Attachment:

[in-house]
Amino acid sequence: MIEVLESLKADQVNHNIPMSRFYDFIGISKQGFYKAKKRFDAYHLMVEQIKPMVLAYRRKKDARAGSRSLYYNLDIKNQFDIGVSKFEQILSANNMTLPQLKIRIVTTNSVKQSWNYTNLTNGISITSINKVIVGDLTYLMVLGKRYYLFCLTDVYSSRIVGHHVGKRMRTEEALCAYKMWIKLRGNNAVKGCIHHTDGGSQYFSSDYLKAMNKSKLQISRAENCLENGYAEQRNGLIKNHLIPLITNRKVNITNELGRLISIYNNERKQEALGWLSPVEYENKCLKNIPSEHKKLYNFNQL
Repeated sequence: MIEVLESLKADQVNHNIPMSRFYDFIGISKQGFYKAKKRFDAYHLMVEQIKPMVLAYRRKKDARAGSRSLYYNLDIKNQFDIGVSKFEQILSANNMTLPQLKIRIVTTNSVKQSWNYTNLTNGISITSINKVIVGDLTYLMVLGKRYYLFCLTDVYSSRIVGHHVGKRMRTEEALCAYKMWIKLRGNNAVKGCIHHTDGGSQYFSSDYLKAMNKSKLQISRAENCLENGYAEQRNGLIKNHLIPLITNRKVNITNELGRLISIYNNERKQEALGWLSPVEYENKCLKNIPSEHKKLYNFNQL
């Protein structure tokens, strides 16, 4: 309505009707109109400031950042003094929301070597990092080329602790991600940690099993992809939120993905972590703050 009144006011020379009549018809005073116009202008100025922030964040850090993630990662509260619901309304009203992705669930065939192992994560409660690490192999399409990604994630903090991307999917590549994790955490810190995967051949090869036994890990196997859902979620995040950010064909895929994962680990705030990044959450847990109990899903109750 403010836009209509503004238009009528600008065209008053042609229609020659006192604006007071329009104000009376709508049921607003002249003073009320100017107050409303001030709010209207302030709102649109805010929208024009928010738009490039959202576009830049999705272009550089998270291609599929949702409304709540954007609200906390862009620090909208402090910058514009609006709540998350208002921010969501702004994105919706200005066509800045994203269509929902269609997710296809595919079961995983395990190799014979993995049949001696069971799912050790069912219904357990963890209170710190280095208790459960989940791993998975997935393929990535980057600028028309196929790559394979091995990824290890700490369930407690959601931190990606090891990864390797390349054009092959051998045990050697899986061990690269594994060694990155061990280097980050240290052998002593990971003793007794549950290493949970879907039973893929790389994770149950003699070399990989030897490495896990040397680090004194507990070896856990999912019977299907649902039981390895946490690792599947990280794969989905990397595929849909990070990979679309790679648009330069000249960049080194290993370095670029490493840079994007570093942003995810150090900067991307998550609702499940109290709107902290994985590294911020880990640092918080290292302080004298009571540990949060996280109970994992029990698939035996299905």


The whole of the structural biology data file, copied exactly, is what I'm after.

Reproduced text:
[in-house]
Amino acid sequence: MIEVLESLKADQVNHNIPMSRFYDFIGISKQGFYKAKKRFDAYHLMVEQIKPMVLAYRRKKDARAGSRSLYYNLDIKNQFDIGVSKFEQILSANNMTLPQLKIRIVTTNSVKQSWNYTNLTNGISITSINKVIVGDLTYLMVLGKRYYLFCLTDVYSSRIVGHHVGKRMRTEEALCAYKMWIKLRGNNAVKGCIHHTDGGSQYFSSDYLKAMNKSKLQISRAENCLENGYAEQRNGLIKNHLIPLITNRKVNITNELGRLISIYNNERKQEALGWLSPVEYENKCLKNIPSEHKKLYNFNQL
Repeated sequence: MIEVLESLKADQVNHNIPMSRFYDFIGISKQGFYKAKKRFDAYHLMVEQIKPMVLAYRRKKDARAGSRSLYYNLDIKNQFDIGVSKFEQILSANNMTLPQLKIRIVTTNSVKQSWNYTNLTNGISITSINKVIVGDLTYLMVLGKRYYLFCLTDVYSSRIVGHHVGKRMRTEEALCAYKMWIKLRGNNAVKGCIHHTDGGSQYFSSDYLKAMNKSKLQISRAENCLENGYAEQRNGLIKNHLIPLITNRKVNITNELGRLISIYNNERKQEALGWLSPVEYENKCLKNIPSEHKKLYNFNQL
């Protein structure tokens, strides 16, 4: 309505009707109109400031950042003094929301070597990092080329602790991600940690099993992809939120993905972590703050 009144006011020379009549018809005073116009202008100025922030964040850090993630990662509260619901309304009203992705669930065939192992994560409660690490192999399409990604994630903090991307999917590549994790955490810190995967051949090869036994890990196997859902979620995040950010064909895929994962680990705030990044959450847990109990899903109750 403010836009209509503004238009009528600008065209008053042609229609020659006192604006007071329009104000009376709508049921607003002249003073009320100017107050409303001030709010209207302030709102649109805010929208024009928010738009490039959202576009830049999705272009550089998270291609599929949702409304709540954007609200906390862009620090909208402090910058514009609006709540998350208002921010969501702004994105919706200005066509800045994203269509929902269609997710296809595919079961995983395990190799014979993995049949001696069971799912050790069912219904357990963890209170710190280095208790459960989940791993998975997935393929990535980057600028028309196929790559394979091995990824290890700490369930407690959601931190990606090891990864390797390349054009092959051998045990050697899986061990690269594994060694990155061990280097980050240290052998002593990971003793007794549950290493949970879907039973893929790389994770149950003699070399990989030897490495896990040397680090004194507990070896856990999912019977299907649902039981390895946490690792599947990280794969989905990397595929849909990070990979679309790679648009330069000249960049080194290993370095670029490493840079994007570093942003995810150090900067991307998550609702499940109290709107902290994985590294911020880990640092918080290292302080004298009571540990949060996280109970994992029990698939035996299905």